An example is the Metropolitan Museum of Art’s decision to drop the Sackler family’s name from multiple exhibits. Following a four-year campaign by activists outraged by the Sackler family’s role in the opioid crisis, the Metropolitan Museum of Art announced in December 2021 that it would strip any mention of the Sackler name from “seven named exhibition spaces.”
In a statement, the museum said it was taking this step after reaching an agreement with descendants of Mortimer and Raymond Sackler, two brothers who made a fortune through sales of OxyContin – a prescription drug at the center of the opioid crisis.
Yes. A charity can ask a court to grant permission to override restrictions on naming rights in legally binding agreements in a special kind of legal proceeding. Under what’s known as the “cy pres” doctrine, courts have this power if the charity can show that restrictions in those agreements have become impossible to uphold.
Charities that lose in court may end up paying significant sums to rebrand. An example is Vanderbilt University’s 2002 attempt to rename Confederate Memorial Hall, a building the school had acquired following a merger with George Peabody College for Teachers in 1979.
Peabody had received a donation of $50,000 from the United Daughters of the Confederacy in 1933 to fund its construction, with the condition that the building carry the moniker in perpetuity. After Vanderbilt publicly announced that it would remove that tribute to the Confederacy from the building’s name and walls, the organization sued to enforce the terms of its gift agreement.
A trial court initially approved Vanderbilt’s cy pres request to rename the building. An appeals court overturned that decision and ordered the university to reimburse the United Daughters of the Confederacy the value of its original donation, adjusted for inflation, in exchange for the right to rename the building.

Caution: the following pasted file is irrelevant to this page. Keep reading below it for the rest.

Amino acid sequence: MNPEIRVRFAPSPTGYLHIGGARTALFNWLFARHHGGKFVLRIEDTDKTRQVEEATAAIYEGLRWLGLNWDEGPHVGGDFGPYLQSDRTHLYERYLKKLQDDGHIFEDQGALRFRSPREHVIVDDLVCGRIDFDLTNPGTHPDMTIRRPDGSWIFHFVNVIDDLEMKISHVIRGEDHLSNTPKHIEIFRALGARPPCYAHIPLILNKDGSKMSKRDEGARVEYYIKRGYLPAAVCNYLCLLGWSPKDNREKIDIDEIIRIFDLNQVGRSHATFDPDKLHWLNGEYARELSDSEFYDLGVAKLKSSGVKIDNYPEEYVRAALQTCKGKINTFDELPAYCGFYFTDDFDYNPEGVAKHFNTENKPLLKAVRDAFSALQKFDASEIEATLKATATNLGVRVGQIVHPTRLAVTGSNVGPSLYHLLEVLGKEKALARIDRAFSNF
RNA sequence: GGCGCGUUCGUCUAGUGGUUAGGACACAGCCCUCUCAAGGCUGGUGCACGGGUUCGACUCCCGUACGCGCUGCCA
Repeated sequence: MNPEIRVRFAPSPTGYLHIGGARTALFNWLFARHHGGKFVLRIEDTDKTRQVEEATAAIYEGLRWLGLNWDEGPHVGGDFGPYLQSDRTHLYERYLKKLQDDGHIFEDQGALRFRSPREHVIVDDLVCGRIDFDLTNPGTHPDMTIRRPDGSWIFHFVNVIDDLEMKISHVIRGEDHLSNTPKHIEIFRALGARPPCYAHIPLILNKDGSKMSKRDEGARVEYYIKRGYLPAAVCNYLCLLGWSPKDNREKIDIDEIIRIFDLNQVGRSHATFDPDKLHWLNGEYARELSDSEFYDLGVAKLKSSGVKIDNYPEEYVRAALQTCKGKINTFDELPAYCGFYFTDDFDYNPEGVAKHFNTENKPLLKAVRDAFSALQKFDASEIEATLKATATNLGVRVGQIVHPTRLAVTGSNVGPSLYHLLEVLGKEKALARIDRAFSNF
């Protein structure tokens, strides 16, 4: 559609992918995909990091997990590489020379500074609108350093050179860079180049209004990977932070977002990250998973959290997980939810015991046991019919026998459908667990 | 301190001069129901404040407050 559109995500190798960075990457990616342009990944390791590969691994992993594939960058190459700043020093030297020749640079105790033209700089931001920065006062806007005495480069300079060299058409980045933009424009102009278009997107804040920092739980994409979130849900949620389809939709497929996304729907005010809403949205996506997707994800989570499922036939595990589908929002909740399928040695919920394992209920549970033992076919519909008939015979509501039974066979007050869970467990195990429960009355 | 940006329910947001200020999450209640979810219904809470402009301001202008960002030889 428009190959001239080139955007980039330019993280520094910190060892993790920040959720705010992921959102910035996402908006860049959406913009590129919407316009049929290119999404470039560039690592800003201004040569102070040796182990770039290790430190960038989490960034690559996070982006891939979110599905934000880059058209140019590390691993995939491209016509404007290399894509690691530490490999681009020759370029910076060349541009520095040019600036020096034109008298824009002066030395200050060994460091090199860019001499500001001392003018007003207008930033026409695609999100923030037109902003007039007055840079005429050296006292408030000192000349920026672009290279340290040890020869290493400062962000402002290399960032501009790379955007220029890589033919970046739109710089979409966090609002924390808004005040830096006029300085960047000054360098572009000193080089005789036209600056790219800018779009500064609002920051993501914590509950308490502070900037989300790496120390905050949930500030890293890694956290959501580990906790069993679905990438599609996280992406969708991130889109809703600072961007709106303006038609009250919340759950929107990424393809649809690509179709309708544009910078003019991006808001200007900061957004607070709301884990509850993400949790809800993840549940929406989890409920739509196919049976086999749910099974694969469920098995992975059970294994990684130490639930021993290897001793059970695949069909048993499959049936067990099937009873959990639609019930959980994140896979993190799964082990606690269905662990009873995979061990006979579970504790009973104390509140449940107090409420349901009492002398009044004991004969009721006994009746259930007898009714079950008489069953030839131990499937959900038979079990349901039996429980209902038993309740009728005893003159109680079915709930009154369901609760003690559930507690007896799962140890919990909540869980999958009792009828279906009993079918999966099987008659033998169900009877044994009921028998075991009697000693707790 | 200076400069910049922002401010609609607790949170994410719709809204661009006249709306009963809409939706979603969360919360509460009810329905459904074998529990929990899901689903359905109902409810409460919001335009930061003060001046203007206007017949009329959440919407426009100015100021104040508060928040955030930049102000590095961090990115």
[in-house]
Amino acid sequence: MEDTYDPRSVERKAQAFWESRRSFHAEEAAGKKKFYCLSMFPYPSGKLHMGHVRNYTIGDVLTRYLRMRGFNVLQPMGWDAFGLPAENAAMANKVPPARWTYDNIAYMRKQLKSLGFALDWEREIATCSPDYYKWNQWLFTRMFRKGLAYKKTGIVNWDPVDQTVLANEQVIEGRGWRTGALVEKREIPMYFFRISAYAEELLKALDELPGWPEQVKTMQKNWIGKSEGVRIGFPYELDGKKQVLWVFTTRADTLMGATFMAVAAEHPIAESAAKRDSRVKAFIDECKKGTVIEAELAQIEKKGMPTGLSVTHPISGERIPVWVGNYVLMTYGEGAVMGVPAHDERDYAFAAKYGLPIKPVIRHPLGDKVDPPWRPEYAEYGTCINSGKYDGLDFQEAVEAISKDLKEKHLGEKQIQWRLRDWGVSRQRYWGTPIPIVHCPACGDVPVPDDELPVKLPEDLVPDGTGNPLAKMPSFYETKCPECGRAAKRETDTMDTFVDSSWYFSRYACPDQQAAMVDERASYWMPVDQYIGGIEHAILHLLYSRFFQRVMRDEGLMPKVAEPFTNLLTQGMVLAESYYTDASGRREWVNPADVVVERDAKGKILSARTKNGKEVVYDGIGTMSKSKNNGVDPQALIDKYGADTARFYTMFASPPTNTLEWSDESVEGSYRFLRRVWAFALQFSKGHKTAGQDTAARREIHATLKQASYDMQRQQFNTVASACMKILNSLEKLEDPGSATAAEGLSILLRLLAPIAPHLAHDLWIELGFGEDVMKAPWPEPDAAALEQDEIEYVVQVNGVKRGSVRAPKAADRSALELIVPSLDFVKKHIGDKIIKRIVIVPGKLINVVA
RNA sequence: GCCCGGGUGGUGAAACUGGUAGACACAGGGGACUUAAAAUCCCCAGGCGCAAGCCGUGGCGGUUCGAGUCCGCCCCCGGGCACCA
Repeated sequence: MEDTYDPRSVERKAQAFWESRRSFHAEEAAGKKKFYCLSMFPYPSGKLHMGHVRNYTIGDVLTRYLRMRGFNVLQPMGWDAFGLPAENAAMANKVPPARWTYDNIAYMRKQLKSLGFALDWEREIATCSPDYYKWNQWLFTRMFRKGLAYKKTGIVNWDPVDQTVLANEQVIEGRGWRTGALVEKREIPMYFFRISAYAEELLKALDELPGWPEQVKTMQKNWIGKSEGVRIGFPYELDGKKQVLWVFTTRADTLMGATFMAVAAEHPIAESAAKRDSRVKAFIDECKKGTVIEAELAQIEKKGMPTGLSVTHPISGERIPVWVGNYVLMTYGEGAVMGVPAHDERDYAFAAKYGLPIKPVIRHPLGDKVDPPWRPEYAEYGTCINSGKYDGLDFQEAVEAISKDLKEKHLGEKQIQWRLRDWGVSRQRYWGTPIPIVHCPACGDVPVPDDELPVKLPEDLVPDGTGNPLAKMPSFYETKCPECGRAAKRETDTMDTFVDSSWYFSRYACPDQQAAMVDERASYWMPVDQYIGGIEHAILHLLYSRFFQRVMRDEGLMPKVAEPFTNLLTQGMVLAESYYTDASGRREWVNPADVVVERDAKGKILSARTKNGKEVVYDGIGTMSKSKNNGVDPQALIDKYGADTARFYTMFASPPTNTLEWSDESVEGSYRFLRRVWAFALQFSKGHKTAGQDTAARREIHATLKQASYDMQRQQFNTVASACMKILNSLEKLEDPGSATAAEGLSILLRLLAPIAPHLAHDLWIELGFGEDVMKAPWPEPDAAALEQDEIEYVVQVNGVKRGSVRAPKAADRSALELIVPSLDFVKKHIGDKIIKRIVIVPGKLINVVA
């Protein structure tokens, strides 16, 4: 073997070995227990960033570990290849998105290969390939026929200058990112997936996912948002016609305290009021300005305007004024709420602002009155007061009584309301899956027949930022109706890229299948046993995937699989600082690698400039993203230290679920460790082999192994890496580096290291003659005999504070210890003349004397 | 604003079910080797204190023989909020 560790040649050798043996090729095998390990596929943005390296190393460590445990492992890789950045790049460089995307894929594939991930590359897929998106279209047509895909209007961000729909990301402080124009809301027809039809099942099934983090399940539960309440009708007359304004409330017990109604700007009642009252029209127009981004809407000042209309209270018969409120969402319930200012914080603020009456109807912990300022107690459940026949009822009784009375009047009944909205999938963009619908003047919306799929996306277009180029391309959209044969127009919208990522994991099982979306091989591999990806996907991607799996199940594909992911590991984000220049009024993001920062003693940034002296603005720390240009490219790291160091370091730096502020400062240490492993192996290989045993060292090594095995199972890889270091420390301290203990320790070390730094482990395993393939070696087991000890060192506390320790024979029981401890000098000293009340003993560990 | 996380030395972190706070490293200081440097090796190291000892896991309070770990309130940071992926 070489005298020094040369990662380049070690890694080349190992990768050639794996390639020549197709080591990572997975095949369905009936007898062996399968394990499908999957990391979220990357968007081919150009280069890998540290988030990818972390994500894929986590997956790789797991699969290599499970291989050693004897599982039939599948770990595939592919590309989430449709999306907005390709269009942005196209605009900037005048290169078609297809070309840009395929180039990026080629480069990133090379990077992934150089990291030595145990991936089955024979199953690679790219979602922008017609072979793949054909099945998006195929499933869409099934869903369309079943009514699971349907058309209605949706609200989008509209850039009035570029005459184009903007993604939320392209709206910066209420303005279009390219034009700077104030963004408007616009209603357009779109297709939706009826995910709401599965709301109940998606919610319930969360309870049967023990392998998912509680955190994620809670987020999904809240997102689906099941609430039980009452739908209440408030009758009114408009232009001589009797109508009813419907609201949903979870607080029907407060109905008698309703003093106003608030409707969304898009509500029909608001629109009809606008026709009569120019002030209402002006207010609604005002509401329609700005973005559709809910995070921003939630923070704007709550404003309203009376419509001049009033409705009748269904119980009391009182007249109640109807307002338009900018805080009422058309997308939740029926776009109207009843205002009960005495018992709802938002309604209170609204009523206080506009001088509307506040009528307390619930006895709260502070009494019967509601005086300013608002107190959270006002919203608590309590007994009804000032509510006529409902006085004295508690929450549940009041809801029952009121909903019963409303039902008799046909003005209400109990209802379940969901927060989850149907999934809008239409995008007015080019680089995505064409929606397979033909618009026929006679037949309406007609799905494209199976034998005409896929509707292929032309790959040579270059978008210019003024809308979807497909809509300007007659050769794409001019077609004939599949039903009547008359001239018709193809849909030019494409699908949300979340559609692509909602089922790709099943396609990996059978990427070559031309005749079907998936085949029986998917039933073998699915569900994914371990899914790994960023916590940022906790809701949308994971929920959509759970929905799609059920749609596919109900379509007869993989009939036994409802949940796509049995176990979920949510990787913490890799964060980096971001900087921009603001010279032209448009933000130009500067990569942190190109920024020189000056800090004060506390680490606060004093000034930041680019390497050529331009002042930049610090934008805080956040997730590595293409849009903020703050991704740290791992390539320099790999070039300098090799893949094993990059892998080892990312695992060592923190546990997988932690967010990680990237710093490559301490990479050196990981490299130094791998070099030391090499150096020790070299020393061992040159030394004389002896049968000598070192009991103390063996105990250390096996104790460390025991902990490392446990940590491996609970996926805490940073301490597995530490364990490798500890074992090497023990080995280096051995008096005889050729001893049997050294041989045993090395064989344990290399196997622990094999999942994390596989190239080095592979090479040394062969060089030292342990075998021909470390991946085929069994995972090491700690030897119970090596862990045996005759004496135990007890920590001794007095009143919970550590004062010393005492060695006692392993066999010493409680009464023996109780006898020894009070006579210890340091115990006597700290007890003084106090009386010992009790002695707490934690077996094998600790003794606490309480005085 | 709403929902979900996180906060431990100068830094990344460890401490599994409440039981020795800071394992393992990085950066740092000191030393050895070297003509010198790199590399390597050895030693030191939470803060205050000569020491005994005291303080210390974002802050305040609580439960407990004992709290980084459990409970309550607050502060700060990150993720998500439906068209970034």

A decade later, anonymous donors gave Vanderbilt the $1.2 million it took to get rid of what Chancellor Nicholas S. Zeppos called “a symbol of exclusion, and a divisive contradiction of our hopes and dreams of being a truly great and inclusive university.”
If Hastings’ descendants prevail with their lawsuit, the damages paid might be more than 1,000 times the amount Vanderbilt ultimately paid to rename Confederate Memorial Hall.
The complications that can arise from tainted donors are an incentive for charities to require “morals provisions” in naming rights agreements. These provisions let charities remove donors’ names from buildings, endowed fellowships or scholarships or return donated funds in the future, following allegations of or convictions for immoral or illegal behavior by donors.
But activating those provisions can be challenging, because it is hard to clearly define what constitutes morally repugnant behavior and who gets to decide when that has occurred.
Alternatively, charities can set expiration dates in all their naming-rights agreements that allow the removal of a donor’s name after a specified period of time. The Louvre, a French museum, restricts naming rights to a maximum of 20 years. That allowed it to quickly remove the Sackler name from spaces bearing the family moniker because of the family’s role in the opioid crisis.
Otherwise, universities, museums and other charities must choose among a few bad options.
Some passages in this article originally appeared in an article published on March 28, 2019.